Students to participate in summer program

National Science Foundation offers experience at various universities


Nadya Makay/ The Knight

Tim Edwards, a sophomore freshwater and marine biology and mathematics major, will be spending eight weeks at Texas State University to study algebra, combinatorics and statistics.

After finals week, many students decide to go back home, work, travel, catch up with old friends or just relax after a stressful year. But some students decide to continue learning and challenging themselves.
This summer, a group of three Gannon University students will be participating in an intensive and extremely competitive summer research program called REU, or Research Experience for Undergraduates.
Those students are Abby Palotas, a junior mathematics major; Tim Edwards, a sophomore freshwater and marine biology and mathematics major; and Jenna Sins, a junior biology major.
The program runs through the National Science Foundation and takes place on a number of university campuses.
The time that students spend at their respective temporary university will vary according to the type of research that they will be doing. Some students will spend eight weeks, while others will spend 10. No matter how long, the information and experiences will be very beneficial to their futures.
These programs range from anywhere in the STEM field, and Gannon’s participants will be involved in the biology and mathematics program.
Palotas will attend the University of Pittsburgh and be involved in the TecBio program.
Palotas said the program “focuses on computational biology, which often involves mathematical modeling of biological systems.”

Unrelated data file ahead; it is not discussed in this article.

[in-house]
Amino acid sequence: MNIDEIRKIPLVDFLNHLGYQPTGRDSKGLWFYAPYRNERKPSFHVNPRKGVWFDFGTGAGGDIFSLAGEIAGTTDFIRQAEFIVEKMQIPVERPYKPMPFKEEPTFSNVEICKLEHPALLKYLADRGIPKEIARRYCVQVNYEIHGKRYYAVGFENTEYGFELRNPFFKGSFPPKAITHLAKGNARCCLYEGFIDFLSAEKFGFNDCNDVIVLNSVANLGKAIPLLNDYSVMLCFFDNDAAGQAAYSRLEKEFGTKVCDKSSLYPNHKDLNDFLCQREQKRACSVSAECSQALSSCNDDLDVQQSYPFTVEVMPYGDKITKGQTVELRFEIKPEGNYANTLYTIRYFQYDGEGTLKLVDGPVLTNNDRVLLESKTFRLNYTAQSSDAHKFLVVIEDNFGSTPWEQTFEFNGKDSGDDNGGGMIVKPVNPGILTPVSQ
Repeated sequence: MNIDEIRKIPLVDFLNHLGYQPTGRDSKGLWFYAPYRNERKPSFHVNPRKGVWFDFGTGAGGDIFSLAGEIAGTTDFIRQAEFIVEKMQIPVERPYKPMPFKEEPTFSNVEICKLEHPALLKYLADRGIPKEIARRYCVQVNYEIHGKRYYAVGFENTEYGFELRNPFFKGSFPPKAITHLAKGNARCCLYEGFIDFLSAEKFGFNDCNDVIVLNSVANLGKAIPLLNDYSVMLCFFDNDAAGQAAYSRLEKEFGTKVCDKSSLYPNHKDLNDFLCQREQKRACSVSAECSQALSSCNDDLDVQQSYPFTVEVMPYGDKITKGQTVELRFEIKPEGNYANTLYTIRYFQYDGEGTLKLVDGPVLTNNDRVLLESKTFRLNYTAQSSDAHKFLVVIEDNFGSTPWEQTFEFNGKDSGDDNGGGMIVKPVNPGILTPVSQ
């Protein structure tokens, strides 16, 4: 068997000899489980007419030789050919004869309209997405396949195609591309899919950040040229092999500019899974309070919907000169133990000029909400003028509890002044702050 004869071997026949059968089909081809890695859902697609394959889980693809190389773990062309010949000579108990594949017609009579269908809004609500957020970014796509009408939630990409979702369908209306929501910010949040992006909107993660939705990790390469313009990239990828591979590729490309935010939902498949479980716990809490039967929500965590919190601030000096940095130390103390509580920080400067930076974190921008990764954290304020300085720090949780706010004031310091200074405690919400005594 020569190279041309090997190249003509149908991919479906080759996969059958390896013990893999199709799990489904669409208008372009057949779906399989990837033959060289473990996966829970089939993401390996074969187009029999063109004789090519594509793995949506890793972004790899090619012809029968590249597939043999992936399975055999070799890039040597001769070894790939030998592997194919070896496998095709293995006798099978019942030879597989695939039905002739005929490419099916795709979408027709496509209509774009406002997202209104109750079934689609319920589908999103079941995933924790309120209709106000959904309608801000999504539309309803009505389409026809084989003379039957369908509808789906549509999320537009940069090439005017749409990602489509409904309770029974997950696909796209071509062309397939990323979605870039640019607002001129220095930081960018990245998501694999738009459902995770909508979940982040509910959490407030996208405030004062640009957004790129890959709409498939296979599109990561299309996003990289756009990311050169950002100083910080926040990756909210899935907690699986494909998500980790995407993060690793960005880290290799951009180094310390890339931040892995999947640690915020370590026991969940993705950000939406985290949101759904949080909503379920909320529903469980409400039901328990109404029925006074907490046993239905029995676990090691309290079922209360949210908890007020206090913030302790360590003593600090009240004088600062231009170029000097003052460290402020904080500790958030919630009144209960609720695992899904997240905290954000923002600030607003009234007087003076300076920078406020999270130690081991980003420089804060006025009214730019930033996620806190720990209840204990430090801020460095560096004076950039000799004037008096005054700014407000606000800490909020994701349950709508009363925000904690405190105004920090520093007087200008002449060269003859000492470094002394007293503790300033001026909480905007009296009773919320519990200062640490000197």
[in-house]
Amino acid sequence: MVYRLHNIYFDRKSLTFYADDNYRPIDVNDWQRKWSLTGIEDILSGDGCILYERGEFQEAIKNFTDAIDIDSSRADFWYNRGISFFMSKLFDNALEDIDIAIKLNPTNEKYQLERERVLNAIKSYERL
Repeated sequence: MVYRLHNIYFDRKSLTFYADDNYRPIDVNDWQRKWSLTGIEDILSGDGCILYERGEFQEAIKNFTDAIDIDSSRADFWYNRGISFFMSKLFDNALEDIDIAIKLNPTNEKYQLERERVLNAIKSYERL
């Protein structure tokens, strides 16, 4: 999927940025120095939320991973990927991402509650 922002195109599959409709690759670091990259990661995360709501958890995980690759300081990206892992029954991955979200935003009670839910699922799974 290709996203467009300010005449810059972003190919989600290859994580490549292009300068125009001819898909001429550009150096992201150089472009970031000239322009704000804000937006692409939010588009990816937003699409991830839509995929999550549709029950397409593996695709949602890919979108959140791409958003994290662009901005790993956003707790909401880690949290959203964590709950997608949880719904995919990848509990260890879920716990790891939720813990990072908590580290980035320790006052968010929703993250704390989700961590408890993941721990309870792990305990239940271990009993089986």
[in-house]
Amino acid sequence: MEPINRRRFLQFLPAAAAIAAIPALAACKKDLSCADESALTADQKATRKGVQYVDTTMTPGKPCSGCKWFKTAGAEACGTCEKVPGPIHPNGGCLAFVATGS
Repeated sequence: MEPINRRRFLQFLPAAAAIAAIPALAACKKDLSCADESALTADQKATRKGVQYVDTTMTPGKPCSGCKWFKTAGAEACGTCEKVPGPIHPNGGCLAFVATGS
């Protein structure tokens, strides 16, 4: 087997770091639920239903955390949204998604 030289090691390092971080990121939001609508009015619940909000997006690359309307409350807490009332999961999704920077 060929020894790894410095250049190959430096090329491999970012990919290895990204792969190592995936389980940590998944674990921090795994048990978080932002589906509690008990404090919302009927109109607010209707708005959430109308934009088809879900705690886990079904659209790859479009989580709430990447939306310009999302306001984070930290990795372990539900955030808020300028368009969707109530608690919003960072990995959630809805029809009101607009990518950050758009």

The exact details of the program have not been outwardly stated, but students are prepared for whatever.
Palotas participated in an NSF program last year, through Arizona State University, and was pleased with the experience, given her math major and biology minor.
“I was intrigued to apply to the program because I have struggled to narrow down my interests, and a field such as computational biology seemed like a great way to incorporate both math and biology,” she said.

Abby Palotas, a junior mathematics major and biology minor, will be temporarily attending the University of Pittsburgh through REU to study computational biology in the TecBio program. (Nadya Makay/Knight)

During her last program, titled Quantitative Research for the Life and Social Sciences Program, or QRLSSP, Palotas and her group worked on a project that modeled multidrug-resistant tuberculosis in India.
This summer will be Edwards’ first REU, and he will be spending eight weeks on the Texas State University campus.
Edwards’ program will focus on three main topics — algebra, combinatorics and statistics. He will be working in one of the algebra groups, which will consist of two other undergraduate students and their faculty adviser.
The goal of Edwards’ group will be to conduct research and obtain enough novel findings to publish a paper. In addition, they hope to possibly have the chance to travel to various conferences and present their results.
Sins, meanwhile, will participate in a program with the Boyce Thomas Institute, which will be located at Cornell University.
Sins’ program, referred to as the Li lab, will primarily research plants and the impact they have on humans.
“This program will help me because I will be learning lots of genomics and bioinformatics, which I can use as research experience when I apply to med school and MD/Ph.D programs,” she said.
The research these students are doing will not only look good on a resume, but it will yield a plethora of new information along with aiding in potential applications to advanced programs.
These summer programs are very difficult to get into. Sims, for example, said she applied to 15 programs because they are so competitive.
“It may be time-consuming,” she said, “but the experience will pay off in the end when applying to grad school or other research programs.”


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